Marcia McFee delivers diversity with the beat of a drum
Written by Micki Carter
July 13, 2012

Sometimes all the words about diversity and inclusivity have already been said. Then it's time for Marcia McFee to pound out the message to the beat of a drum.

McFee, who calls herself Dr. Rhythm, energized Thursday evening's worship at the United Church of Christ’s National Youth Event (NYE) by stomping the message of embracing differences into the floor of Purdue University's Elliott Hall of Music, assisted by the feet, hands and bodies of every one of the 2,500 youth delegates.

"We don't all march to the beat of the same drummer. We all have different rhythms, and that's a good thing," McFee, a dancer and actress who earned a Ph.D. in liturgical studies at the Graduate Theological Union in Berkeley, Calif., said as she tossed every possible kind of rhythm instrument to young people in the audience who then joined her and her original group of drummers onstage.

Marcia McFee gets the beat going during the UCC's National Youth Event at Purdue University.

She led them in a series of rhythmic patterns and brought them to a close with an emphatic "four, three, two, one, stop" punctuated by dramatic dance turns that sent her long, blonde hair flying.

"Rhythm teaches us that it's good for us to lend our voices but if all of us are talking at once, no one can be understood," McFee said. "Rhythm teaches us there is no rhythm without the space between the noises. Rhythm is organized noise."

She called for the house lights to be raised and jumped off the stage to lead different sections of the audience in a pattern of claps. "Embracing our diversity means that, as a body, sometimes we have our voices and sometimes we let others have theirs."

Four, three, two, one —.

"In the beginning, there was God, and God begot the rhythm and the rhythm begot everything."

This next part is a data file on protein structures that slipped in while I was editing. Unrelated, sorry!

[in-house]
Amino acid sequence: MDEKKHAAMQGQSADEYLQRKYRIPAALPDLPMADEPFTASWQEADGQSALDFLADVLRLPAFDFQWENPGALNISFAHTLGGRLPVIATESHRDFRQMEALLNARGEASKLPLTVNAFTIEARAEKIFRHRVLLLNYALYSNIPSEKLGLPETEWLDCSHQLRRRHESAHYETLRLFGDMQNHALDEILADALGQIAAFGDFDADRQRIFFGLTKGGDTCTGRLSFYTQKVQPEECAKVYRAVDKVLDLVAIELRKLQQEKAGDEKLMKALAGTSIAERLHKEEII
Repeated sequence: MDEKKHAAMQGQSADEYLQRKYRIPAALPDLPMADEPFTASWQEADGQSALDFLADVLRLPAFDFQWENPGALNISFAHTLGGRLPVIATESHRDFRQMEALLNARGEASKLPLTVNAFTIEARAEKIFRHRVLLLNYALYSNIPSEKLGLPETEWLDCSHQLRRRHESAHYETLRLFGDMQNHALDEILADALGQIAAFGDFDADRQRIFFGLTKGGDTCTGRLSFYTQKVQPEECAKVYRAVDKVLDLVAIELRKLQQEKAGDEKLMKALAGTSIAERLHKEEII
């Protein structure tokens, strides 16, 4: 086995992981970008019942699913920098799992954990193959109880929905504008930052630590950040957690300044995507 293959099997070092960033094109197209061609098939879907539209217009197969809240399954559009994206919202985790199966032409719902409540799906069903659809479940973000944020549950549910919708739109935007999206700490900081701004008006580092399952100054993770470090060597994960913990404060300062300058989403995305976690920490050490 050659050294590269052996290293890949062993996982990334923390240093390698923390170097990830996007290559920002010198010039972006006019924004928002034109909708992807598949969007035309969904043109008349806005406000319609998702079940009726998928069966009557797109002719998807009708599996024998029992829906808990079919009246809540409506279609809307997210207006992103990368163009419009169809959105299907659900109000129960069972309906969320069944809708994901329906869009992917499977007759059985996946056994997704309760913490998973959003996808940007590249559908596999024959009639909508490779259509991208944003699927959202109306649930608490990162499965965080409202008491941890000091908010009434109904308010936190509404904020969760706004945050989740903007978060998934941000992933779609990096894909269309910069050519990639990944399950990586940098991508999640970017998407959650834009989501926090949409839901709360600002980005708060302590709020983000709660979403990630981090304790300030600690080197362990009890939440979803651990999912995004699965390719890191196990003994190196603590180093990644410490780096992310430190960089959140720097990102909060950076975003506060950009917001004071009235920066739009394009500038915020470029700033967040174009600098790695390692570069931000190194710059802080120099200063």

Dancer Martha Graham was an early hero to McFee. "She taught that there is a vitality within you that is absolutely unique," said McFee. "If you block it, the world will never have it. It's not your job to decide how good your gift is; it's your job to give it to the world . . .

"Meister Eckhart, my favorite 13th-century theologian, said every creature is a word of God and is a book about God. As I get to know a little bit more about you, I get to know more about God. Thanks be to God."

Presenter Marcia McFee gets sections of of youth participants clapping their hands during plenary at the UCC's National Youth Event at Purdue University.

Four, three, two, one —.

McFee called for a very tall 14- or 15-year-old and a very short 14- or 15-year-old, and when she had the tallest and the shortest, she sent them to walk in step together down the auditorium aisle.

"This amazing Creator gave us this great diversity and the ability to adapt for the good of all. Notice how each had to adapt the size of his or her step to walk in rhythm. This is called the law of entrainment when elements of the natural world share the same rhythm. Why? Because we need each other! Rhythm teaches us that we can do more together than we can do alone.

"Rhythm can teach us so much about syncing each of us in to the whole body of Christ."

Four, three, two, one —.

 

 

 

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